Left of center line
I took my daughter to her first gymnastics class yesterday, knowing almost 100% nothing about gymnastics except for what I've seen on the Olympics over the years... flippy jumping, hopping around on beams, sparkly leotards and the like. The instructor could have been telling us absolute crap (I know she wasn't, she was wonderful, and she used to ride horses, so we're obviously BFF's now).
It occurred to me that this is what new lesson mom's (or dads) probably feel like walking into the barn for the first time. They know what they've seen on TV... dancy-prancy horses, horses flying over huge jumps, fuzzy hats and outdated looking blazers/horses chasing cows, fringe, silver plated saddles, cowboy hats. The instructor could be telling the kid to ride on their head and the parent wouldn't know the difference.
This is why good early instruction is so important; whether it's gymnastics, horseback riding, track, soccer, whatever. The parents rely so much on us to give their children the building blocks so that maybe one day they might be flippy jumping all over those beams or dancy-prancing that horse all over that arena.
So shout-out to all you instructors who conscientiously start young riders out on their horse journey. It is because of you that we get to wear the blazers.
I used to think that success in this industry meant whomever's students had the most ribbons. Starting out as a young instructor, seeing a trainer's lineup of horses and riders all posed with their results of the day proudly displayed used to make me envious.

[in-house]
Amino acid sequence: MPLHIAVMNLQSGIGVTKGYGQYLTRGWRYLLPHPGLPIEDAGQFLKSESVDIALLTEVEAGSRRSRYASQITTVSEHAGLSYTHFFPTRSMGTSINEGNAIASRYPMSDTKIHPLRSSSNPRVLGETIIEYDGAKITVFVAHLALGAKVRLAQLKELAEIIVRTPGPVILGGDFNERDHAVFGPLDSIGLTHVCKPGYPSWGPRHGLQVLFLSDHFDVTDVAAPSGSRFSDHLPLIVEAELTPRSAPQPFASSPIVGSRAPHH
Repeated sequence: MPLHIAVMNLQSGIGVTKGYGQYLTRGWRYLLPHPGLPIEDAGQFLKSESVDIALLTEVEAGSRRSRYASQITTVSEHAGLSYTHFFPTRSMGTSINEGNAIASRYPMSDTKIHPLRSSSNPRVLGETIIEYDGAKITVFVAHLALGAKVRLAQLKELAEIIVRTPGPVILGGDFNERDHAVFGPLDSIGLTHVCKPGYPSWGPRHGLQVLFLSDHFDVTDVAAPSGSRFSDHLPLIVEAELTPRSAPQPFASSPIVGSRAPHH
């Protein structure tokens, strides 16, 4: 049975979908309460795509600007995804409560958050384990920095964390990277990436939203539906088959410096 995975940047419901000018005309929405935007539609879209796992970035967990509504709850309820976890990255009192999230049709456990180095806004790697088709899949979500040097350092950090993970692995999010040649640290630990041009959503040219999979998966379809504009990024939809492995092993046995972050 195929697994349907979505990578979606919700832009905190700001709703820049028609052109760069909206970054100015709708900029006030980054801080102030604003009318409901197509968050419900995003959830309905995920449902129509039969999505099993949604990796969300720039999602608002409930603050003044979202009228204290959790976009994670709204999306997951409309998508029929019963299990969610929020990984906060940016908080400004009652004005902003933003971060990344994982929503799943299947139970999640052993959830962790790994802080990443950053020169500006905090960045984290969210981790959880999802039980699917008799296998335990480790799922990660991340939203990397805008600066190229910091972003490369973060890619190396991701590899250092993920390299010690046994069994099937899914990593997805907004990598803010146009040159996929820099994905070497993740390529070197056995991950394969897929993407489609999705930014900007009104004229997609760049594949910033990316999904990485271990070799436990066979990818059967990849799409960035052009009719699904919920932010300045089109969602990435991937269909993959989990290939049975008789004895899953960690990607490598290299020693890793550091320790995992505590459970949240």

Going way back to when I first began showing, like many children, ribbons = success. As a "lesson kid" you really don't see the work that goes in before those blue ribbons become a reality.
This skewed view of equestrianism can be carried by many people throughout their riding careers.
I was lucky in the way that I received my ribbon chasing awakening relatively early in my teens, then again as an instructor a few years later... that *poof* moment that summed up my sentiments perfectly, when I told a student something to the effect that "I don't care if you got first or last, you rode like a champion!"
In the age of participation trophies, it seems that so much weight is put on attaining or earning a "thing" whether it be a ribbon, a trophy, etc rather than accomplishing a goal for the sake of the goal itself.
Earning the thing is a great representation of attainment of a goal, if winning was your goal, but if your goal is something that has no thing attached to its completion, know that the pot o' gold at the end of your rainbow is a personal one; the feeling of accomplishment and self satisfaction that you feel when you and your horse surpass your goals. And that is no less valid!